Photo Memory Board – Easy Wooden DIY Project
Create this beautiful and simple photo memory board for yourself or the picture lover in your life! With minimal hands on time and materials, many of which you likely already have if you craft or DIY regularly, you can make this easy wooden DIY project to hang in any room of your home (or dorm room!). To add a little extra depth to this photo memory board, we use wooden letters for the words instead of stenciling with paint, and the metal clips blend seamlessly into many styles of home decor—from classic or modern to rustic or shabby chic. We hope you enjoy this photo memory board DIY project as much as we do!
My Mom the Photographer
Photographs have always played a huge role in my life. For as long as I can remember, my mother has taken pictures of just about everything, and while I know some may find that distracting, I freaking love it. She’s captured so much over all these year—everything from childhood birthday parties to family holiday celebrations to graduations, vacations, and weddings to the seemingly mundane moments of everyday life that we too often forget to appreciate.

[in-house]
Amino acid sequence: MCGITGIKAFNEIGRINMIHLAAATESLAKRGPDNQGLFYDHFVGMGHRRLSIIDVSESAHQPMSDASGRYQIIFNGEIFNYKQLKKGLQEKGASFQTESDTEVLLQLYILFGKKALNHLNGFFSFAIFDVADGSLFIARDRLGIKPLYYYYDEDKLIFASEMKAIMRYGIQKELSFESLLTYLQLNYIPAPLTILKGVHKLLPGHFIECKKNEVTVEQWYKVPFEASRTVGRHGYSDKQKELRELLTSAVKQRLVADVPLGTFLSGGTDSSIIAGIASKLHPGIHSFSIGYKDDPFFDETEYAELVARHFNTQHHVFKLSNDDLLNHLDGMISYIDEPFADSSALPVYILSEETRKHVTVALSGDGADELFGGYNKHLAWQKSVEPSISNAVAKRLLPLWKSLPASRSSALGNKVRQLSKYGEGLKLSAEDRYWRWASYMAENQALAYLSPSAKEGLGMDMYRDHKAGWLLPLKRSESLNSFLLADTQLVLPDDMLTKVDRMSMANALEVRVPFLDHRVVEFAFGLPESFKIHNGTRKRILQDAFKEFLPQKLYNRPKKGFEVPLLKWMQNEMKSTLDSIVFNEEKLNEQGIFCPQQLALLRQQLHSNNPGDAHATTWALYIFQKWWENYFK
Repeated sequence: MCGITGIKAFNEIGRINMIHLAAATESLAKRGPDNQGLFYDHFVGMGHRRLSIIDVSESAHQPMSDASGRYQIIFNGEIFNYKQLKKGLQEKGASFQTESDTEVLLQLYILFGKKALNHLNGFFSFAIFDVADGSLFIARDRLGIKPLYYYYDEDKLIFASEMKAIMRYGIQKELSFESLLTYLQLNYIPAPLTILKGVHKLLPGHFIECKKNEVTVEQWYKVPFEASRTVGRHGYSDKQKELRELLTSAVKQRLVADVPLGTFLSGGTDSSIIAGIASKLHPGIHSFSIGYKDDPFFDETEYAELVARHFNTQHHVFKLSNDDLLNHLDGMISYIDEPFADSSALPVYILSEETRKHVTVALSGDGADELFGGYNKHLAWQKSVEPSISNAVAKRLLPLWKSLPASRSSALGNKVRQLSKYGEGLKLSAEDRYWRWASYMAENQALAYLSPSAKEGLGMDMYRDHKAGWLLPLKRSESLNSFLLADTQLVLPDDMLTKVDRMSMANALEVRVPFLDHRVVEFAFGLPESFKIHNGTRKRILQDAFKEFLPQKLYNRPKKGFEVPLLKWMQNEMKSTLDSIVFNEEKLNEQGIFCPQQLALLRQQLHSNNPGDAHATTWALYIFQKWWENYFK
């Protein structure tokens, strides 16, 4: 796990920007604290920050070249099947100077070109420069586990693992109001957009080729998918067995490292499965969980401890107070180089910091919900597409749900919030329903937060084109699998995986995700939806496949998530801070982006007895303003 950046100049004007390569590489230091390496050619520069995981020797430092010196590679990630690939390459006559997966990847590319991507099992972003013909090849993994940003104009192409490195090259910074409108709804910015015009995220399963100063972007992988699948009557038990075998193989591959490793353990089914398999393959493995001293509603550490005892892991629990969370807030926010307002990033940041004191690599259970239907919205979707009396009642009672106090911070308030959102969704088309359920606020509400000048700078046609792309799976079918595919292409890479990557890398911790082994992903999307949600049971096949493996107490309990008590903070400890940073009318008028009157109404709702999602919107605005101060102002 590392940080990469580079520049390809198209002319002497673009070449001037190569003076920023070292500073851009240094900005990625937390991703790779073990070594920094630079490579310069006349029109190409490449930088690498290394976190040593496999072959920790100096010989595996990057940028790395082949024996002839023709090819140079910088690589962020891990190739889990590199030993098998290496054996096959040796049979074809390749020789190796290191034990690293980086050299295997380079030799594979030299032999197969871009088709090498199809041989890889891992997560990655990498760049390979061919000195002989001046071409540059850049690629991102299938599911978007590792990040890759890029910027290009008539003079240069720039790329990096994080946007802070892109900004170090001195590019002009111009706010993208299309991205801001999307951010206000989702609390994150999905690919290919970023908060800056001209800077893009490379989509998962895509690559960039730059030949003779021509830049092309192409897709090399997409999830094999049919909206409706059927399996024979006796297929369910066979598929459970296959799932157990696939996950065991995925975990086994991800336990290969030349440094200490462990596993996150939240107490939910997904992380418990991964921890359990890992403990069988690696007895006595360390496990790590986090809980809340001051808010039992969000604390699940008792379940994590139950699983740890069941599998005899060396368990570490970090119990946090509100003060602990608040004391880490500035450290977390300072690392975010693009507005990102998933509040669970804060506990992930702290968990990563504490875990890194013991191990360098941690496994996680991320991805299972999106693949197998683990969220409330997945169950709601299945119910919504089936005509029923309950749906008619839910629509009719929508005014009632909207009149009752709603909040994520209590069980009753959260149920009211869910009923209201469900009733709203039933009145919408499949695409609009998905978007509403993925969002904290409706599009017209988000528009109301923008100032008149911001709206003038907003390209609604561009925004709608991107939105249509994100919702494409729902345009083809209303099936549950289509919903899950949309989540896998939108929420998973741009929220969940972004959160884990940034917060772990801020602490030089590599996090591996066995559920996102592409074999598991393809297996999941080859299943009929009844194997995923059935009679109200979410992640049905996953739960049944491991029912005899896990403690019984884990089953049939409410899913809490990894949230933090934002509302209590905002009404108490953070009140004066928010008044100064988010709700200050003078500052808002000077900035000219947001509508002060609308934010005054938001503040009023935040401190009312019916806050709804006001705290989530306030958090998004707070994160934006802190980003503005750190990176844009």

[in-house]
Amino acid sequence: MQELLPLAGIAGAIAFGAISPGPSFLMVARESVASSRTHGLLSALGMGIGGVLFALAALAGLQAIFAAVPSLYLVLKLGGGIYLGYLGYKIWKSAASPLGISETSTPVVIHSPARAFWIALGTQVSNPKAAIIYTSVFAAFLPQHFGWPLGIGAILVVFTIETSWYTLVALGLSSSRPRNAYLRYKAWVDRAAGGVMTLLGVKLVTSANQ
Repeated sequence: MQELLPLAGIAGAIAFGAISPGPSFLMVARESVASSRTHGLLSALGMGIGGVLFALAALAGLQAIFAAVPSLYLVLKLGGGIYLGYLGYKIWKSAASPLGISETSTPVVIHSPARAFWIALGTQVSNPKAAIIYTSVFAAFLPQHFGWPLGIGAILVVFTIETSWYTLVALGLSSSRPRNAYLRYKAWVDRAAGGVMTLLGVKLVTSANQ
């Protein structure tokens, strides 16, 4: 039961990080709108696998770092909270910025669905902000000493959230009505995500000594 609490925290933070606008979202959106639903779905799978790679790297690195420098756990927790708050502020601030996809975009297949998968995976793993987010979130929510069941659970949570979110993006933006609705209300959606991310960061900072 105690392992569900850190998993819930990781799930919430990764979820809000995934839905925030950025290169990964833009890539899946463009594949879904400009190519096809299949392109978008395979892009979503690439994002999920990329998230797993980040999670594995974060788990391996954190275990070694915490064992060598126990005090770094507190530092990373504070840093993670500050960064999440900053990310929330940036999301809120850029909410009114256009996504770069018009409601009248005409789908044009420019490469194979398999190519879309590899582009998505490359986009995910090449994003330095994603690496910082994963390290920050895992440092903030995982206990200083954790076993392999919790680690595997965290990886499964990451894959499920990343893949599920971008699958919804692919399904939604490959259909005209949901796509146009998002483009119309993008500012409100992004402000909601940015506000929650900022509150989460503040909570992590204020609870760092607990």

Mom, I cannot thank you enough for taking all the pictures; as I get older, I realize how easy it becomes to take life for granted (as well as how memories become a little hazier – yikes), and I truly love that I can look back over hundreds (maybe thousands) of your pictures that captured every moment, small or grand. I love you. <3
The Belated Photo Memory Board Christmas Gift
Last year sometime during the holiday shopping season, my mother and I were wandering a craft fair, and she noticed one of these rustic, sort of shabby chic style photo memory boards with a painted quote and some tiny clothespins. She thought it such a clever and adorable idea, but it didn’t really fit with the style of her home decor. I figured surely Cory and I could make her one for Christmas without too much trouble that would better match her aesthetic.
This should have been accomplished. This is not a difficult project. Seriously. However, I forever over plan and over schedule my